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review 2018-10-13 10:20
Arthur Conan Doyle: Gothic Tales
Gothic Tales (Oxford World's Classics Hardback Collection) - Arthur Conan Doyle,Darryl Jones

While ACD is, of course, best known for the Sherlock Holmes stories, he also left an abundance of other stories to us, many of them quite Gothic and featuring ghosts and mummies and other evil characters. 


This edition of Gothic Tales contains 34 short stories of horror and suspense that are not related to the Holmes canon.


As with any collection of short stories, some are better than others. 


Btw, all of the stories are available online for free, some are even available as audio narrations on Youtube. 


The 34 Stories:


The American's Tale - 3.5* - fun, in a cryptozoological way

The Captain of the "Polestar" - 4.5* - Wow. So much atmosphere.

The Winning Shot - 3.5* - Necromancy?

J. Habakuk Jephson's Statement - 2.5* - Interesting but too dragged out, also very dated.

John Barrington Cowles - 4.5* - So good. So dark.

Uncle Jeremy's Household - 1* - Thriving on Indian mysticism and some stereotyping.

The Ring of Thoth - 4* - spooky

The Surgeon of Gaster Fell - 2* - Boring.

A Pastoral Horror - 3.5* - Haha. Gory, but with a fun twist.

"De Profundis" - 4* - Grim, in a plague way.

Lot No. 249 - 4.5* - Classic, fun mummy horror.

The Los Amigos Fiasco - 4* - Truly grim. A story about electrocution.

The Case of Lady Sannox - 3* stomach turning tale. Also, ironic that the stereotyping backfires. 

The Lord of Chateau Noir - 2* - Meh.

The Third Generation - 2* Meh. Medical superstition.

The Striped Chest - 3* - Good, fun, maritime superstition.

The Fiend of the Cooperage - 1* - VERY colonial creature feature.

The Beetle-Hunter - 4* - Atmospheric. This could be at home in the Holmes canon. Also: Brooke Street!

The Sealed Room - 2* - Ghostly.

The Brazilian Cat - 4* - Another one that reads Holmesian in nature. Also: Pernambuco! :D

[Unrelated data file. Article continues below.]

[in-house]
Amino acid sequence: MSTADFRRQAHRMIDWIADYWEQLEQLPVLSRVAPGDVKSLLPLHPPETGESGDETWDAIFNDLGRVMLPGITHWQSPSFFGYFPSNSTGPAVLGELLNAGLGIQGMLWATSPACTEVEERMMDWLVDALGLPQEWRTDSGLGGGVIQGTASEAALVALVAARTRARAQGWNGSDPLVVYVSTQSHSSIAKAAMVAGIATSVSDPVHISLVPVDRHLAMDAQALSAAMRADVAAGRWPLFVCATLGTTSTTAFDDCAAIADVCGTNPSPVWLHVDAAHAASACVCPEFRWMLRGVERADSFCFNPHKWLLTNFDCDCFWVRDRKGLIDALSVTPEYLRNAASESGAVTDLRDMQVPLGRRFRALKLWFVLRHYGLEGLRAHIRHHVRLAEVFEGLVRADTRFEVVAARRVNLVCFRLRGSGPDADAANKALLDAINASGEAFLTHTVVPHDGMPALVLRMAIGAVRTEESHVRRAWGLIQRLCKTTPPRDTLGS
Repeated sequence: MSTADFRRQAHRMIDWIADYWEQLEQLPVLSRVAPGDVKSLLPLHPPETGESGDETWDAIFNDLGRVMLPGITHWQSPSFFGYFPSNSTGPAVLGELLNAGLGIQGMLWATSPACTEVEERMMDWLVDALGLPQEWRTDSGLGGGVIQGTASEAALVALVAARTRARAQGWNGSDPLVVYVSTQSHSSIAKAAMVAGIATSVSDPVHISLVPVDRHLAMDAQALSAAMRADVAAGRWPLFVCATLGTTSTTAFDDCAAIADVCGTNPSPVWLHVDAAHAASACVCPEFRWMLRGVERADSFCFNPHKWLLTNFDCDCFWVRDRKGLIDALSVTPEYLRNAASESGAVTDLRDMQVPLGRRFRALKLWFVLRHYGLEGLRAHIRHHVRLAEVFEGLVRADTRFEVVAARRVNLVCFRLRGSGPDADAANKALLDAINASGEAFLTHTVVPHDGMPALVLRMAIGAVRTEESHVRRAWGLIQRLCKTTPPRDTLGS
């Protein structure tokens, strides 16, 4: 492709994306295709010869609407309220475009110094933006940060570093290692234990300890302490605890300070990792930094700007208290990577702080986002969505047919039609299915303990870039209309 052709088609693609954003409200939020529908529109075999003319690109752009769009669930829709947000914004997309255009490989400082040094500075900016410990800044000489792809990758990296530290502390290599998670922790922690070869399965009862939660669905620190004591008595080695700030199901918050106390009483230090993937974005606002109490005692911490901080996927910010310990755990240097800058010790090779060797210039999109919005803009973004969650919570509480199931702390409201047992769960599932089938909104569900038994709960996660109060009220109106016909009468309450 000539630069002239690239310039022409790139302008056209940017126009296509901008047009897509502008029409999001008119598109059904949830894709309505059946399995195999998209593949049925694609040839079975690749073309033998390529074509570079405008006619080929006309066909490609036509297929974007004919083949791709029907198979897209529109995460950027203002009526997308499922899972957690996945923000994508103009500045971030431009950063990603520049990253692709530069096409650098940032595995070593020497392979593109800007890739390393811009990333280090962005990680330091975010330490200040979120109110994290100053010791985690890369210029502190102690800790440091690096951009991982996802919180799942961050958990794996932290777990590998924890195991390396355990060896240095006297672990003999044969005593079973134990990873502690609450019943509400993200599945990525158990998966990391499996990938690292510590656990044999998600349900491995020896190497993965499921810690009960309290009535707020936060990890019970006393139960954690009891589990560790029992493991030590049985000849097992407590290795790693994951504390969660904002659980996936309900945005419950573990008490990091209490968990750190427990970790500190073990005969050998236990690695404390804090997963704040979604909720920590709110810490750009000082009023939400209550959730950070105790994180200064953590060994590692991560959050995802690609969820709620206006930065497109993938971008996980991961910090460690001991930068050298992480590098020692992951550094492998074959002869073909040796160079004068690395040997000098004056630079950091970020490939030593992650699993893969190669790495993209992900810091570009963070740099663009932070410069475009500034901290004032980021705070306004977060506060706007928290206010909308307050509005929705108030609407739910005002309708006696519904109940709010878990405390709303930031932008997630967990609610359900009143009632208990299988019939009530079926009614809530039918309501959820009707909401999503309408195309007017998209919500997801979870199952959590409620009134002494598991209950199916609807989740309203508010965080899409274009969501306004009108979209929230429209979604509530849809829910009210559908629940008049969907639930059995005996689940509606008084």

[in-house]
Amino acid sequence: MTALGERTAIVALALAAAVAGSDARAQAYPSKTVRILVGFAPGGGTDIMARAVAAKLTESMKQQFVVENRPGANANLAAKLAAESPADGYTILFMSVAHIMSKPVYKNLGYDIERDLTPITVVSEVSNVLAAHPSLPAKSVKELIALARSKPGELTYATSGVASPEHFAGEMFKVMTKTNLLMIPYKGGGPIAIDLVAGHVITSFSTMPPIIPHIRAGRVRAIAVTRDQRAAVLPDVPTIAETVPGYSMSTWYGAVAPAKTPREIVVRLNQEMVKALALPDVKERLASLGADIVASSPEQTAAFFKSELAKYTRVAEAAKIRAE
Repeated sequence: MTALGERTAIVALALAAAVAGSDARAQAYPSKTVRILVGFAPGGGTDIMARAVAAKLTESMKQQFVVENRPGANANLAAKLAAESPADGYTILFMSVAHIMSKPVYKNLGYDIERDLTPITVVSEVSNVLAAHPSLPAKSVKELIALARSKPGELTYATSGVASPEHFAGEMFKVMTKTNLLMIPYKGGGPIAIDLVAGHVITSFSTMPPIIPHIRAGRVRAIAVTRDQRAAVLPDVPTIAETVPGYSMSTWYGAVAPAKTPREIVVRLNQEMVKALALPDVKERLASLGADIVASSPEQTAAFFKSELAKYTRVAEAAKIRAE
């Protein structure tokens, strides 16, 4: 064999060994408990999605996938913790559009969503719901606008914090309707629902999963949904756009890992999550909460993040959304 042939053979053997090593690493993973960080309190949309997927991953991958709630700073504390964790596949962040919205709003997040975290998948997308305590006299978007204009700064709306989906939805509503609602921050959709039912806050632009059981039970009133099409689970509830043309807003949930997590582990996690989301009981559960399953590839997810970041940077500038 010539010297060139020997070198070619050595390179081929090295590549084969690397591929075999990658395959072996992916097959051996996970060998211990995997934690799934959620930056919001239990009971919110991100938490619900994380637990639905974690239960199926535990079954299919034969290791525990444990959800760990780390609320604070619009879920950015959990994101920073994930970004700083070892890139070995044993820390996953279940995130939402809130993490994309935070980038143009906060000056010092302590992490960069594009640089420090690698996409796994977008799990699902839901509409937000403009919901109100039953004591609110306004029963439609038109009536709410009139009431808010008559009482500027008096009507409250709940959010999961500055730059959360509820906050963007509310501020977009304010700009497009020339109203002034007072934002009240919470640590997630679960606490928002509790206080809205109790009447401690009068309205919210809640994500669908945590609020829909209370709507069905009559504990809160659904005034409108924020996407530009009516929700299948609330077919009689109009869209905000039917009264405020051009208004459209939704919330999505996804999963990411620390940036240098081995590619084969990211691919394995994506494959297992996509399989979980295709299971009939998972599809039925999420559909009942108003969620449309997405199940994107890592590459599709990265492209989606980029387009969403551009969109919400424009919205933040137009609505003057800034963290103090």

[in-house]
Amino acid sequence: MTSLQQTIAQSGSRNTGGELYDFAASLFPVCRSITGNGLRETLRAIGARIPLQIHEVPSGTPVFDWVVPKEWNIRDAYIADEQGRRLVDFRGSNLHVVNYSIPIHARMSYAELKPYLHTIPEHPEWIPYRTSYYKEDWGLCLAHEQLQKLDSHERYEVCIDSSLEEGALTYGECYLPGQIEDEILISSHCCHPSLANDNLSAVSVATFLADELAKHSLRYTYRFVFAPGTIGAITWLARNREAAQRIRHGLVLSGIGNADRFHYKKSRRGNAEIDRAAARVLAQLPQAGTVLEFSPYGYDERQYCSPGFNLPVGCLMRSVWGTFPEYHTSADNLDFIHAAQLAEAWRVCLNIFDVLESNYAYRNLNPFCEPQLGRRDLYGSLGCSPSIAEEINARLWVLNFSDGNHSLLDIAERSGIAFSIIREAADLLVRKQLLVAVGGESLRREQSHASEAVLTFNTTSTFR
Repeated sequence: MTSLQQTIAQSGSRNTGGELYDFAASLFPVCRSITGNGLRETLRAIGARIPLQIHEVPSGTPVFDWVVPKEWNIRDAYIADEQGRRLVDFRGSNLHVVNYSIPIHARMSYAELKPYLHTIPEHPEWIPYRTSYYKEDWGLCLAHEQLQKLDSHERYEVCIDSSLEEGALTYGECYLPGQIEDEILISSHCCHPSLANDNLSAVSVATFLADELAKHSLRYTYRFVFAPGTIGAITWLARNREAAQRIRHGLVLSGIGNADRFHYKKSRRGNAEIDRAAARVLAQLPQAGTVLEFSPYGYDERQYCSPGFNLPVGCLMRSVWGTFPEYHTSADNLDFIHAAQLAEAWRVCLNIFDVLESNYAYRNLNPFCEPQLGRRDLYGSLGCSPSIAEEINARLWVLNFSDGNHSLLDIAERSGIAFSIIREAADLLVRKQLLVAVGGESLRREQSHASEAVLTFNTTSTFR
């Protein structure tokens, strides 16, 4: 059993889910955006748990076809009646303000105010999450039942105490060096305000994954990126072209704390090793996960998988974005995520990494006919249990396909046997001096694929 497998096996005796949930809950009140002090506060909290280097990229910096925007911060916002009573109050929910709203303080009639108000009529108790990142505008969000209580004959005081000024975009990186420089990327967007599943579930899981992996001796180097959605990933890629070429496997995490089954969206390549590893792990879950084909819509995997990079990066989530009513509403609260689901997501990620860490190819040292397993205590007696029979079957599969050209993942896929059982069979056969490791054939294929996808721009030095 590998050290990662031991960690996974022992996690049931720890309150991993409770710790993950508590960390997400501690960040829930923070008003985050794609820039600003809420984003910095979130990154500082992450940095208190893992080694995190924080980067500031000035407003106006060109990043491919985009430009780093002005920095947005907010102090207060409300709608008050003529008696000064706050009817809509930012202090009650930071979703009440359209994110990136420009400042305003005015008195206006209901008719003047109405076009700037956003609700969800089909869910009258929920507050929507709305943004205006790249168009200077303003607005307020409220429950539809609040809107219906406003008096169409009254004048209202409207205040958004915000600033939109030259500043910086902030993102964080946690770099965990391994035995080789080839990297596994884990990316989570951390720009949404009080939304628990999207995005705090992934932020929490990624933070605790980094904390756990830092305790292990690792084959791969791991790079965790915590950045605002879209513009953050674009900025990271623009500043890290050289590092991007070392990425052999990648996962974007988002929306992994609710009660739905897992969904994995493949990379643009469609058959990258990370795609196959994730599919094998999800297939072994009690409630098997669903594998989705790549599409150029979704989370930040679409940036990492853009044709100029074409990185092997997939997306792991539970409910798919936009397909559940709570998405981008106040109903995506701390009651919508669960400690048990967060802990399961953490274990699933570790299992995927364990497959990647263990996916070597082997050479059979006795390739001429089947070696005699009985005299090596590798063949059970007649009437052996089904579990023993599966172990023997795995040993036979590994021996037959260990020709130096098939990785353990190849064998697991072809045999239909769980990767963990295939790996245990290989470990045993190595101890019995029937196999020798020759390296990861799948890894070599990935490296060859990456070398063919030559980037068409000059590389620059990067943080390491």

The New Catacomb - 3* - another one where archaeology features

The Retirement of Signor Lambert - 2.5* - Operatic ripper story.

The Brown Hand - 2* - Draaaagging on a bit.

Playing with Fire - 3.5* Paranormal fun.

The Leather Funnel - 4* - pure Gothic horror based on historical fact

The Pot of Caviare - 3* - "It was the salmon mousse."

The Terror of Blue John Gap - 2.5* - too drawn out. Fits with the Lost World.

Through the Veil - 3* - Supernatural Scotland.

How It Happened - 4.5* - Aww. Cute.

The Horror of the Heights - 2* - too much like Lovecraft for me

The Bully of Brocas Court - 3* - Regency bare-knuckle fighting.

The Nightmare Room - 4* - Ha. A very 1920s twist.

The Lift - 2* - Evangelical.

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review 2018-10-06 13:33
potted history of the Romans
Veni, Vidi, Vici: Everything you ever wanted to know about the Romans but were afraid to ask - Peter Jones

This is a great book to dip in and out of.  All about Rome and the Romans during the Classical period, Peter Jones follows things in a chronological fashion making me want to do more research about some of the things in the tale.  It's a perfect book to dip your toes into Classical History or refresh your mind.

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review 2018-10-05 23:50
Dirty Rich Cinderella Story: Ever After (Dirty Rich Book 5) by Lisa Renee Jones